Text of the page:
In a previous article, I defined attachment and explained how it develops. The attachment system is a proximity-seeking system that evolved to ensure the survival of the human infant. It operates like your home heating and cooling system: if everything is fine you don’t see the system operate, but when things go out of bounds, the heating or cooling system activates. Likewise, when a person feels threatened, the attachment system activates, evoking attachment behaviors. Attachment behaviors are proximity-seeking behaviors that draw the person closer to a preferred caregiver. The proximity creates or renews or recreates a secure base—a sense of safety, security, and comfort from which the person, once settled, can begin to explore the world.
Patterns develop in response to the sort of caring the infant and child experience. Several patterns of attachment can develop.
- Ambivalent (in an adult this on is termed Preoccupied)
- Avoidant (in an adult this one is termed Dismissing)
These categories have been refined and identified by extensive empirical research across cultures. There is a large body of research supporting these categorizations. In research literature, there are several subtypes within each category and two other categories that won’t turn up in this article. These patterns can best be described as a broad manner or style used to manage relationships. The pattern, based on the person’s earliest experiences, is the approach the person uses to manage and maintain relationships. In early infancy, the child may have one pattern of attachment with one caregiver and a different pattern with another. Sometime between the ages of three and five this crystallizes into one general pattern seen in all relationships. It is the way the person maintains a connection with others, the way the person achieves the degree of intimacy in relationships with which the person is most comfortable and familiar.
In this article I will describe the patterns as seen in a child. These patterns are not mental health diagnoses. The first three are normal patterns of relating, although the second and third are considered insecure patterns, less healthy than the secure pattern.
- SECURE: A child with a secure pattern of attachment will explore a room while the parent is present. If the parent leaves the room, the child will show signs of missing the parent during the separation. Preference for the parent over a stranger is evident; the child will greet the parent, initiating physical contact, upon reunion. After the reunion, the child will settle and resume play.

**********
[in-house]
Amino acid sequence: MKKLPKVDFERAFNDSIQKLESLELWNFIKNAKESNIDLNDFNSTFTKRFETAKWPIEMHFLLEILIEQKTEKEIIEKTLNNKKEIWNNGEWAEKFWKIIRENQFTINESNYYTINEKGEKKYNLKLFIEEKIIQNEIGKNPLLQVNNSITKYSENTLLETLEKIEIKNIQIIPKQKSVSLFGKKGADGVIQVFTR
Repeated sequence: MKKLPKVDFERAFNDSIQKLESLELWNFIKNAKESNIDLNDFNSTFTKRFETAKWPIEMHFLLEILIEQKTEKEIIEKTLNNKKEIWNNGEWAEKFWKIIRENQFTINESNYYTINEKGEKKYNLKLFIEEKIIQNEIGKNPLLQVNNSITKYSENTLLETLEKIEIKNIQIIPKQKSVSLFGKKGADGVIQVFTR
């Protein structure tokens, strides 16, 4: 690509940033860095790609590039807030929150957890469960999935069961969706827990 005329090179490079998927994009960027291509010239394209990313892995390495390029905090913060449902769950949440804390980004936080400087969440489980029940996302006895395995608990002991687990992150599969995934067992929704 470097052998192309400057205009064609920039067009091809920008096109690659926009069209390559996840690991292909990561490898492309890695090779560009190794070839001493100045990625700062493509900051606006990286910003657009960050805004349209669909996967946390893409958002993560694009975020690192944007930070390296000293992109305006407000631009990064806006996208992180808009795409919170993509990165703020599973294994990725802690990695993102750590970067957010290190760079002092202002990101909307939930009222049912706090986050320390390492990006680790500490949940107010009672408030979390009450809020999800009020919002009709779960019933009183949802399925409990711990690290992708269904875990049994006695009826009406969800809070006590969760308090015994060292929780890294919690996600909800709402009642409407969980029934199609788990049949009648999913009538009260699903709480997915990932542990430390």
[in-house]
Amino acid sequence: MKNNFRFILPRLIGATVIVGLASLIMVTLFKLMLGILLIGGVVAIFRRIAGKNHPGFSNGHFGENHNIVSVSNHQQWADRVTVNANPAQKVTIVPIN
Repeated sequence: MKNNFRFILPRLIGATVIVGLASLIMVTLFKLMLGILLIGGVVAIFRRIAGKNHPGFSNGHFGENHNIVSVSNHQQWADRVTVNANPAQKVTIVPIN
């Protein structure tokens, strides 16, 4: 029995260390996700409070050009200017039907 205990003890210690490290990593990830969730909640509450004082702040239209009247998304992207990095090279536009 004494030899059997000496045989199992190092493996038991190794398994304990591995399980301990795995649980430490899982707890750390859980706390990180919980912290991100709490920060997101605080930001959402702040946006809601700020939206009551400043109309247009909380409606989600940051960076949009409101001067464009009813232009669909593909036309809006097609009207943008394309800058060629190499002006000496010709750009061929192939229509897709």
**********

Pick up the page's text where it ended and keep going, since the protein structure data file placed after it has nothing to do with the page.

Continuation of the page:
- AVOIDANT: This child often fails to cry when separated from the parent, avoids and ignores the parent when reunited (by moving away, turning away, or leaning out of arms if picked up), and shows little or no proximity or contact-seeking, no distress or anger at separations. Responses to the parent often appear unemotional. These children tend to focus more on toys and the environment than on a caregiver in new and strange situations.
- RESISTANT OR AMBIVALENT: Showing little exploration of their environment, these children may be wary or distressed prior to separation. They seem preoccupied with the status and location of the parent, and may appear angry or passive. After a separation, these children fail to take comfort in the parent when reunited and continue to focus on the parent and fuss. They fail to return to exploration after reunion.
- DISORGANIZED: This is the subtype most likely to develop into the psychiatric diagnosis of Reactive Attachment Disorder. This pattern is most often associated with maltreatment from a parent who frightens the child. The child displays disorganized or disoriented behaviors in the parent’s presence, suggesting a temporary collapse of behavioral integrity and organization. The child may freeze, for example, with a trance-like expression, hands in air, may rise at parent’s entrance, then fall prone and huddle on the floor, or the child may cling, crying, leaning away with an averted gaze.
© Copyright 2009 by Arthur Becker-Weidman, Ph.D.. All Rights Reserved. Permission to publish granted to GoodTherapy.org.
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